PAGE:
Machete's inner turmoil, highlighting his uncertainties, regarding the act of regicide, are prevalent throughout the play. The character who once was seen as a noble man to the king eventually becomes his murderer. Machete's inner turmoil is revealed in scene four for the first time when he soliloquies, "... The eye wink at the hand; yet let that be which the eye fears when it is done, to see. " Macbeth at this point is already contemplating the act of regicide.
Act one scene seven Is perhaps the most Important scene highlighting Machete's Inner turmoil before he commits the unthinkable crime of regicide. The soliloquy accentuates his unwillingness to perform the crime. However it also reflects Machete's power hungry motives and overly ambitious personality. This soliloquy proves his inner turmoil about the fact that," if the assassination could trammel up the consequences and catch, with his surcease, success; that but this blow might be the be-all and the end-all... Ere, but here upon this bank and shoal of time, we'd Jump to the life to come. " Proving his fear of consequence not only In this life but In the life hereafter. His fear of murdering the king while he possesses his "double trust" reinforces the rower struggle between good and evil within Macbeth. The Idea of upsetting the whole of Scotland also frightens Macbeth and the fact that Duncan Is a virtuous well-liked King would make the crime seem even more horrendous.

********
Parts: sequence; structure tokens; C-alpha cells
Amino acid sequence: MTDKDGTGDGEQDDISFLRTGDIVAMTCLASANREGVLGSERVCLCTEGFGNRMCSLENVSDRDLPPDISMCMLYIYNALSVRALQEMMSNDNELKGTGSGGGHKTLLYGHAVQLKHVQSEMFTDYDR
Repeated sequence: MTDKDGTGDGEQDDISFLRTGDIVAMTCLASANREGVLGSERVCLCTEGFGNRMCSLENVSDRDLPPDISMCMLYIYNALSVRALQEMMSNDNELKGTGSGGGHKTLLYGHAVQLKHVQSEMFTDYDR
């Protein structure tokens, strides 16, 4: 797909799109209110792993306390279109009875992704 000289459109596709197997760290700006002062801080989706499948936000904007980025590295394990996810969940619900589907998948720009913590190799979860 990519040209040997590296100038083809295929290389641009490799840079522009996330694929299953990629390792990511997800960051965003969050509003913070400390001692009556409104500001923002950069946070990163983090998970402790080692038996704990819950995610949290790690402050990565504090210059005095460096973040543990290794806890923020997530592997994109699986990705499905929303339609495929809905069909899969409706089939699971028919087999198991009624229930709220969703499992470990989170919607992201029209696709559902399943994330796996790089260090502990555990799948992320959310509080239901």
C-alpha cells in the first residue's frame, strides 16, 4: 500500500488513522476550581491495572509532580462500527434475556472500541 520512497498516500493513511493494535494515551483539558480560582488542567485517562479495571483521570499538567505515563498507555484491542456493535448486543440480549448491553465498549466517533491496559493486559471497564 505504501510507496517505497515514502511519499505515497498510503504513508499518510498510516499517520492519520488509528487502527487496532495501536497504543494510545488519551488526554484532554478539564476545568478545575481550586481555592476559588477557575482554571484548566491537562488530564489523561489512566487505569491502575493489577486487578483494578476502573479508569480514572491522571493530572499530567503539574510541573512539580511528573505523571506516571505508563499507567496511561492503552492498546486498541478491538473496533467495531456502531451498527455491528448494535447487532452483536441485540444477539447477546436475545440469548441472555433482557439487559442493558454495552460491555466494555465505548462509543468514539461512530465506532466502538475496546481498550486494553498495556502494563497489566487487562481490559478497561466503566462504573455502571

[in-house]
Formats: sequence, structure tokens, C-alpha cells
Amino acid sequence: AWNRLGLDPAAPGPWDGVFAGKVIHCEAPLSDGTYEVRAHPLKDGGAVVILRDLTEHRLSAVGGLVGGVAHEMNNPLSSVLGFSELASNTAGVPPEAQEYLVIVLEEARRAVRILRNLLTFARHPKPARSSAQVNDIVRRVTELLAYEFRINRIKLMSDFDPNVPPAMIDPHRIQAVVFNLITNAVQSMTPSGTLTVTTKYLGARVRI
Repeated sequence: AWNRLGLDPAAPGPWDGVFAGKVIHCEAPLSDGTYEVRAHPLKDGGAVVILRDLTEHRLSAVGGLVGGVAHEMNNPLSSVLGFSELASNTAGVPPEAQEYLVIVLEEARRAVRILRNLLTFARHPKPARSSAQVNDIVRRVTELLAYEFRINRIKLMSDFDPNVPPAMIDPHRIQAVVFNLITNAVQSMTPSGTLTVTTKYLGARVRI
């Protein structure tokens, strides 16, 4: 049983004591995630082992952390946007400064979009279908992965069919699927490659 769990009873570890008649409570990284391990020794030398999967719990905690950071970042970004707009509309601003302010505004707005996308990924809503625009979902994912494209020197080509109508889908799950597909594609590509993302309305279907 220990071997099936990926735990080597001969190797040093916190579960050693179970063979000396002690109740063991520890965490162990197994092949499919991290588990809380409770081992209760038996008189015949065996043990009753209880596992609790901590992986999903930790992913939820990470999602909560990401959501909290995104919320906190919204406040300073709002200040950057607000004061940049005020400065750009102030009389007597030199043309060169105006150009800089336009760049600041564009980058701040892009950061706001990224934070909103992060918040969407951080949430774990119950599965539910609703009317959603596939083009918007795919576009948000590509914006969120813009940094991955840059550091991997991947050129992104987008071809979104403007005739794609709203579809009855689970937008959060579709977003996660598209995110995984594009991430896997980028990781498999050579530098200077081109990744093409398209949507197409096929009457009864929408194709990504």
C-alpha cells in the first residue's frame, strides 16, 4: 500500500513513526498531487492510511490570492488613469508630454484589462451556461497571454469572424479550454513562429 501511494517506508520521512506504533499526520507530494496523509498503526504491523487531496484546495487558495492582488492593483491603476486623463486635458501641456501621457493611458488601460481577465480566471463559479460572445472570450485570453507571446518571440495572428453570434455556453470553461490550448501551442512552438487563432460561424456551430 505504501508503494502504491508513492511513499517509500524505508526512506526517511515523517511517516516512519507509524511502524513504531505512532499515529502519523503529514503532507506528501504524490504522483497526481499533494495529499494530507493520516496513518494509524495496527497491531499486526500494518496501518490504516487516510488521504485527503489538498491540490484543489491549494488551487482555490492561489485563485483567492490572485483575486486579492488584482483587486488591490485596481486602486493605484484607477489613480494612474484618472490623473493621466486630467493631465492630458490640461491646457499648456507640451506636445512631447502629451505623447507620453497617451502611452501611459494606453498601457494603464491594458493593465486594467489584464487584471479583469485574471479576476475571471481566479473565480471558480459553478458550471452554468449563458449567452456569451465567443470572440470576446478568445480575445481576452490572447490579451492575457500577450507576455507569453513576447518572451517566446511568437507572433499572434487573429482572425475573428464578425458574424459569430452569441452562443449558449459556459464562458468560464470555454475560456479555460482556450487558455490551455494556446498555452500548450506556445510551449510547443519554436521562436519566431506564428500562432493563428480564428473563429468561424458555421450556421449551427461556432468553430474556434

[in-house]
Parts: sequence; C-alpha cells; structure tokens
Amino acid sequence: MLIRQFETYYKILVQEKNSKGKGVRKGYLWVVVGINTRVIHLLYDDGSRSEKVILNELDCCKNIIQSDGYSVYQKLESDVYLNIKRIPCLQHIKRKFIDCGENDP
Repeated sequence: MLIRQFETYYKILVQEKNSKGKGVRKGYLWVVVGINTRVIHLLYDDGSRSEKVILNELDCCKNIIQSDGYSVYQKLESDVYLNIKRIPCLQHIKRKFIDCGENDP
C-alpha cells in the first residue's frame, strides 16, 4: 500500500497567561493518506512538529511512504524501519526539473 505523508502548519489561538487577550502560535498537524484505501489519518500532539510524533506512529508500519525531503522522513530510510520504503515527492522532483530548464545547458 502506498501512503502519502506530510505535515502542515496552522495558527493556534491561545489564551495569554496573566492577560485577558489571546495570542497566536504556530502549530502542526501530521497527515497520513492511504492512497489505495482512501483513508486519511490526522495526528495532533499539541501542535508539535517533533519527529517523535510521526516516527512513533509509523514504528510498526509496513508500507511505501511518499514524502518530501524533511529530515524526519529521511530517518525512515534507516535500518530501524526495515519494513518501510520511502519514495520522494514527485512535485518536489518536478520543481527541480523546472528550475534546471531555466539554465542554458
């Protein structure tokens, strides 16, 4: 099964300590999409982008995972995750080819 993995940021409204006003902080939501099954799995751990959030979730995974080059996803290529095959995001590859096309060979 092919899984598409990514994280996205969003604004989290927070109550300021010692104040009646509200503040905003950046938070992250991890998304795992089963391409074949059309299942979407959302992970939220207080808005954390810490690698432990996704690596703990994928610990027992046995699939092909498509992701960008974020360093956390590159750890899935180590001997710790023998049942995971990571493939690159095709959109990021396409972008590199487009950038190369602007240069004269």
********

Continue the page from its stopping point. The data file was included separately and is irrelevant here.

The fact that Macbeth admits ambition, which overlaps itself and falls on other's" reinforces the idea that although he is contemplating the act of regicide he is fully aware of the consequences he will have to bear. The "dagger of the mind" Is a clear Indication and foreshadow of the guilt he Is experiencing by simply fantasizing about killing the king and the guilt he will experience after he has committed the crime. Macbeth decision that he "will proceed no further in this business" indicated his virtuous morals.
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Macbeth after the murder, Is scared at even the slightest sound this reinforces his guilty conscious and his utter regret "this sorry sight. " He also confesses his incapability of saying," 'Amen' when they did say 'God bless us. '" as he has now realized that he has completely handed himself over the evil. Macbeth proves to be both a good virtuous man and a cold blooded murderer, tragic hero over the brink of no return.
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